You may already know about the Tor Browser, but are you aware that it can be integrated with Brave Browser as well?
If you’ve never heard of Brave Browser, you can download it here: Brave Browser. It’s based on Chromium and has a number of different privacy oriented features, even without Tor.
For instance, it has an option called “Shields,” which it uses to block elements on web pages that are potentially malicious (or might be used to track you):
As you can see, it blocks ads and can also block scripts, and things like third-party device recognition, which is used to uniquely identify your computer, smartphone, etc.
Now, as for accessing Tor with it, this is quite simple. In the upper right-hand corner (as on Chrome or Chromium), there is an options menu. On this menu is a feature called “New Private Window with Tor.” It may appear similar to the “incognito” function on Chrome, but you’re also using a Tor connection.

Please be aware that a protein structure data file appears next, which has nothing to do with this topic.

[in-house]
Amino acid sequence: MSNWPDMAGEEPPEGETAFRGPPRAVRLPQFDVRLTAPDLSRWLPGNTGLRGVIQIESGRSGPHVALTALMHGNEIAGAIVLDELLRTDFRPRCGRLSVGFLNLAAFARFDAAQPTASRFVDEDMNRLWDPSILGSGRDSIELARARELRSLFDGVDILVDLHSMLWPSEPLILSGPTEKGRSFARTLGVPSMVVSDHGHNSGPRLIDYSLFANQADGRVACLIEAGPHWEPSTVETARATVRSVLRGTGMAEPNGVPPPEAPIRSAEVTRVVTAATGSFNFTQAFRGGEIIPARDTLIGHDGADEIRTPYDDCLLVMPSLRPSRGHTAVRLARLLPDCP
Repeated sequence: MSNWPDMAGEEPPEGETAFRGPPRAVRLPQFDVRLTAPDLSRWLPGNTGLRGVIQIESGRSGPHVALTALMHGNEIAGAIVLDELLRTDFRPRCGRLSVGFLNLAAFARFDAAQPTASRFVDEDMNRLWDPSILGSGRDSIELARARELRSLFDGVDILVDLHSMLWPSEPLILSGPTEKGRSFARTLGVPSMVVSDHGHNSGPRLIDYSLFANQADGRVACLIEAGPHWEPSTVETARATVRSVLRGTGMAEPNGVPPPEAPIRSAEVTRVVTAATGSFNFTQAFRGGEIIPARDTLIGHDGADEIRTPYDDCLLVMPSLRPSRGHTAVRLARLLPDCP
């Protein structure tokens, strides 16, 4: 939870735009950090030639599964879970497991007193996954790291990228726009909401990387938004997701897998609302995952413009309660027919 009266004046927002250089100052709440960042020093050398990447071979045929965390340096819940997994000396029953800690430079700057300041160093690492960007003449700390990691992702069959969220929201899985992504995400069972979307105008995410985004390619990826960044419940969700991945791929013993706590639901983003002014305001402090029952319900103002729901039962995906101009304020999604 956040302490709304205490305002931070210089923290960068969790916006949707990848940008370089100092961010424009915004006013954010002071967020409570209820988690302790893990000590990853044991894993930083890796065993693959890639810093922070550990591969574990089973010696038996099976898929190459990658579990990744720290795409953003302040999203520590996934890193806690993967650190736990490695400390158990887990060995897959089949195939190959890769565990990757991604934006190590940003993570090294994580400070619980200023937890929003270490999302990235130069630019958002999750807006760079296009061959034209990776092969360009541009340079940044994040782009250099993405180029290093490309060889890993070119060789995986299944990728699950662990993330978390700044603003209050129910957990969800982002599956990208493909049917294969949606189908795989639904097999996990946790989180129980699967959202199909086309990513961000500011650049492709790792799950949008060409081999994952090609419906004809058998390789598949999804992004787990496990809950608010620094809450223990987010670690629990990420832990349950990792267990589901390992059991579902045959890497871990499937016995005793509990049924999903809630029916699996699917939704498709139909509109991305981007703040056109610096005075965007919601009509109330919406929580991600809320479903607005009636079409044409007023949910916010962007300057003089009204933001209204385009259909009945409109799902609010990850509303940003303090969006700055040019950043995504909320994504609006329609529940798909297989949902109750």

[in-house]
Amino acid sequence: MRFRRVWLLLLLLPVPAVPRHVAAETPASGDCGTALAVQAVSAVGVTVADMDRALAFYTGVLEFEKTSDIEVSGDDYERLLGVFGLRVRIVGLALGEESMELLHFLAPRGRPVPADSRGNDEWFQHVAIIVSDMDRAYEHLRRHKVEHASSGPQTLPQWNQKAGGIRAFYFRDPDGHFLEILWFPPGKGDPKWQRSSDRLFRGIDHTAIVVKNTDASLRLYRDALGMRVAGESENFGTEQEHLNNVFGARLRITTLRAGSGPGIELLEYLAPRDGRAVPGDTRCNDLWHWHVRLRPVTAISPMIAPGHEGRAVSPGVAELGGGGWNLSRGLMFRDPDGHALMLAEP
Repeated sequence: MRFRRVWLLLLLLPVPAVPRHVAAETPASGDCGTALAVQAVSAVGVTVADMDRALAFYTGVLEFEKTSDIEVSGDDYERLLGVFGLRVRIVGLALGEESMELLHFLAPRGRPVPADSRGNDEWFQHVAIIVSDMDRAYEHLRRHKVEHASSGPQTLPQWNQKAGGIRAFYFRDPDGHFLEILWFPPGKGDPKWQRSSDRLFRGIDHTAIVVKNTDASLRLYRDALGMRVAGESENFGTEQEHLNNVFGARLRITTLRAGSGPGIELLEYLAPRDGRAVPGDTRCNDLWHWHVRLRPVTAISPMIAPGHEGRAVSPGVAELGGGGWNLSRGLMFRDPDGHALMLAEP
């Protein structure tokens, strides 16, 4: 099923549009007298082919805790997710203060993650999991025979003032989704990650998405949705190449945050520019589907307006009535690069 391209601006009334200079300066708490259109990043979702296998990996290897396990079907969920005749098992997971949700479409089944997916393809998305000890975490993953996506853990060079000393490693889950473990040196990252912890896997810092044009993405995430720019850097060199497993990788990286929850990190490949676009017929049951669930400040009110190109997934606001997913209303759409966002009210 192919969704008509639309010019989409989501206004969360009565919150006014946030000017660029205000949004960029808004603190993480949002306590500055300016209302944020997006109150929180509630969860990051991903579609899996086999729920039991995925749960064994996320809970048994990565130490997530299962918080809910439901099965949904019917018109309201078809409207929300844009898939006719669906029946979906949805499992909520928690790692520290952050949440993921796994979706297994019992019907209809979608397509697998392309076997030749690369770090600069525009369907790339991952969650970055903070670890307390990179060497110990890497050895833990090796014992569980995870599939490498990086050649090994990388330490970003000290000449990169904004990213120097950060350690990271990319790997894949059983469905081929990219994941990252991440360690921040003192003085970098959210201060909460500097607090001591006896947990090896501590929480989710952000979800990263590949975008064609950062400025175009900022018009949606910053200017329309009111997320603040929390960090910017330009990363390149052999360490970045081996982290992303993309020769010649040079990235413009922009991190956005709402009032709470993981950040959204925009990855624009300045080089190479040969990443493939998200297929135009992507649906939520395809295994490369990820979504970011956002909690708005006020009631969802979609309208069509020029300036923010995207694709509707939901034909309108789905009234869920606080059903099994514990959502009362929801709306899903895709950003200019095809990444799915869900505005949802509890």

Keep in mind that at the present time, this feature is in “beta,” so it may not work as well as simply using the Tor Browser itself. In case you’re wondering, yes, you can access .onion sites with Brave Browser in this mode as well. Additionally, if you do a search in this mode, the default search engine will be DuckDuckGo (just as on the Tor Browser). As mentioned in DuckDuckGo is not a Dark Web Search Engine (Revisited), of course, it does not return search results for .onion sites.
Brave also mentions that they are “contributing back to the Tor network by running Tor relays. We are proud to be adding bandwidth to the Tor network, and intend to add more bandwidth in the coming months.” You can view Brave’s Tor relays at Tor Metrics: Brave. At the present time, Brave is running six relays, with names like “BraveMenkaure” and “BraveCalakmulll.”
Still, it doesn’t seem all that difficult to install the Tor Browser itself, so I’d recommend that over anything else; that’s a matter of personal preference, of course.